A truism regarding estate administration that any seasoned lawyer knows to be flatly true is that a sound plan is fully grounded in due consideration of planning concerns in their entirety.
Parsed out just a bit more, that means this: Because the lives of most people are anything but one-dimensional, their estate planning documents must necessarily consider a number of interrelated factors that collectively figure into the planning mix.
In other words: A plan is seldom effective when it only addresses a single component of a complex life. Proven planners strive always to fully address every consideration that is key for an individual or family.
What that often results in is planning that focuses upon a will, one or more trusts, due consideration of family members with special needs, the disposition of property, inheritances, gifting and charities, family legacies, health care concerns and more. These are all interrelated. Treating them as anything less undercuts planning in a manner that materially defeats its purpose.
A recent media article spotlights a new Medicare policy that encourages doctors to -- and there is no other way to put this -- engage in estate planning with their aged patients by paying them to do so.
The bottom line: An elder person stopping in for an exam can now receive instruction from a doctor -- in fact, from a nurse and other medical personnel, as well -- regarding fundamentally important consideration in the estate administration realm. Those centrally include an MD's input on end-of-life care decisions and related legal documents.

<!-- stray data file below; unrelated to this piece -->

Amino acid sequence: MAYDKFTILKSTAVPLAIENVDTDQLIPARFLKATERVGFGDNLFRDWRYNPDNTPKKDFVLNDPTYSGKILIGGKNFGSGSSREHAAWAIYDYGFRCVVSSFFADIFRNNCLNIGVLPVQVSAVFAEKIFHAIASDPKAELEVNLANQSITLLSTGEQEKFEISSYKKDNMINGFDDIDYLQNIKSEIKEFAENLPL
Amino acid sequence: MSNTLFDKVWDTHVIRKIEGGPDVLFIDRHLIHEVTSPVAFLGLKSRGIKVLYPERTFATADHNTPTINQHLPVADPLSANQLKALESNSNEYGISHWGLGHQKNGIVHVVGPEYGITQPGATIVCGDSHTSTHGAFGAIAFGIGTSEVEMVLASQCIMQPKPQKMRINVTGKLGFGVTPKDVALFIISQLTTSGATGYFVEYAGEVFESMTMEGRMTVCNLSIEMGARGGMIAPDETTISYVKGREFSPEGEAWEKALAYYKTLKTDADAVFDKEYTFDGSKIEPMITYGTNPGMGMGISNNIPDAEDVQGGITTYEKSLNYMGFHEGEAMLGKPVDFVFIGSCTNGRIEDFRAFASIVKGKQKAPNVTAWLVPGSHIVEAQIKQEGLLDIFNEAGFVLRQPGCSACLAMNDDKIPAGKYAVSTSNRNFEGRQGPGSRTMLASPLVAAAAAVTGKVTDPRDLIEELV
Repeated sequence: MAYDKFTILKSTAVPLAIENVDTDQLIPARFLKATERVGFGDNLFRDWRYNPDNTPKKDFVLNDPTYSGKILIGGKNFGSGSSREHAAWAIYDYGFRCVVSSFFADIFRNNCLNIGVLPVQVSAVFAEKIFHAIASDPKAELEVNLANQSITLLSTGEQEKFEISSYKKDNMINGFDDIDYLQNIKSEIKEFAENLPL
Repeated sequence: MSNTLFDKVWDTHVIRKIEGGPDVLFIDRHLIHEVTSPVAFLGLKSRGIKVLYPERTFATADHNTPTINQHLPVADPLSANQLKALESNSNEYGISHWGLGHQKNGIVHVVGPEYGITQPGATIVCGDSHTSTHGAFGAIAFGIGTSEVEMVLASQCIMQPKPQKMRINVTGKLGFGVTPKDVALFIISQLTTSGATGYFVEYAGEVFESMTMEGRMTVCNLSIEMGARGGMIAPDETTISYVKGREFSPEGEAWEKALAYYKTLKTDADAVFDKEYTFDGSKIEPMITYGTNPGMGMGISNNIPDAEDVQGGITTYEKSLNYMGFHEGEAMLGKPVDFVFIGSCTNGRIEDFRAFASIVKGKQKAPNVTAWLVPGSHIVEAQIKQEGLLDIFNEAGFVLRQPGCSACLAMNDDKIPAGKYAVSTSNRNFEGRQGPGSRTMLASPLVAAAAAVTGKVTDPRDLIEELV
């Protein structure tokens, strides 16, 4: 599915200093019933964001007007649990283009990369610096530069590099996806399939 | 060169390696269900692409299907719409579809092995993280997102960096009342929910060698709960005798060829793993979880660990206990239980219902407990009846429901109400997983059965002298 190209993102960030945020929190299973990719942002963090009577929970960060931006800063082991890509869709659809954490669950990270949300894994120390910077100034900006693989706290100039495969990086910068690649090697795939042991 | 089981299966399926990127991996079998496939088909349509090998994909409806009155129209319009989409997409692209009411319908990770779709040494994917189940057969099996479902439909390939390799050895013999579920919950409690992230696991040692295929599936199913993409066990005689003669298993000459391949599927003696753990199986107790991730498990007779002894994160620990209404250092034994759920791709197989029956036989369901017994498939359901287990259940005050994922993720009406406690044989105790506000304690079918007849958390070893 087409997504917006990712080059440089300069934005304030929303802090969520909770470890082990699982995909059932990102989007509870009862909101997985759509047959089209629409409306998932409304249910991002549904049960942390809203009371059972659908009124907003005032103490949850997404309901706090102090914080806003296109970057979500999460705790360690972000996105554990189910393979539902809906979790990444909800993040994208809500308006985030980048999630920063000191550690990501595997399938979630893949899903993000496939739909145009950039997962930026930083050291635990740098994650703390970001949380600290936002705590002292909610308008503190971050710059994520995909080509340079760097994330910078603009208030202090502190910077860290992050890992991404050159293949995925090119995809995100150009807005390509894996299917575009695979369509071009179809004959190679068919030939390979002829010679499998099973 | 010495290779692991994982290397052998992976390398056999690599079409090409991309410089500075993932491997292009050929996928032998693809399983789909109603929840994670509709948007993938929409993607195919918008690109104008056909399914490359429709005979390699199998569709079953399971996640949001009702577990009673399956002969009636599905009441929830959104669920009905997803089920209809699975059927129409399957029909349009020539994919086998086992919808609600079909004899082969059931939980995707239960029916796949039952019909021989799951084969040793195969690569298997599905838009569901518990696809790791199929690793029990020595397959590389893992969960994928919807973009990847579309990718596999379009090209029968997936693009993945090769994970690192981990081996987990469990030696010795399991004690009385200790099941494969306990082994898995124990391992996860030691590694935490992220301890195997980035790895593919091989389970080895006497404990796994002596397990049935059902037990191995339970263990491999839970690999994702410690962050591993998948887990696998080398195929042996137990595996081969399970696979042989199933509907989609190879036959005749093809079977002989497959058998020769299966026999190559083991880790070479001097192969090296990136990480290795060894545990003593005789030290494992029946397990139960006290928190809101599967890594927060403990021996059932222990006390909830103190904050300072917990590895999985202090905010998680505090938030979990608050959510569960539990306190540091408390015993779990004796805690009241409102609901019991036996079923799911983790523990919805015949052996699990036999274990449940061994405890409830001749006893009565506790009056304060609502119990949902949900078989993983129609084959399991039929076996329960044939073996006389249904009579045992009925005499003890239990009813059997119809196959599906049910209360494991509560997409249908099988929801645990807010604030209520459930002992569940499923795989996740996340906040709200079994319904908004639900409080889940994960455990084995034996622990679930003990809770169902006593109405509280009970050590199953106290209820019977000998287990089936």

No reasonable estate planning attorney would dismiss such a development out of hand, given that trusted doctors are obviously singularly well placed to discuss many important things with patients.
There does seem something immediately concerning about the recent Medicare policy, though, namely, that it might reasonably foster unjustifiable reliance by patients on a physician's ability to render specialized legal advice. Moreover, many doctors might simply be too uncomfortable exercising the role of advice giver on important estate planning matters.
Indeed, the above-cited article notes the discomfort wrought in many physicians by the new enactment.
"Many [doctors] are not trained to offer such advice," notes the story, and they "are uncomfortable talking about it with patients."
Understandably, an empathetic MD might wish to raise certain matters with a patient and then logically advise him or her to consult a proven legal professional to follow through.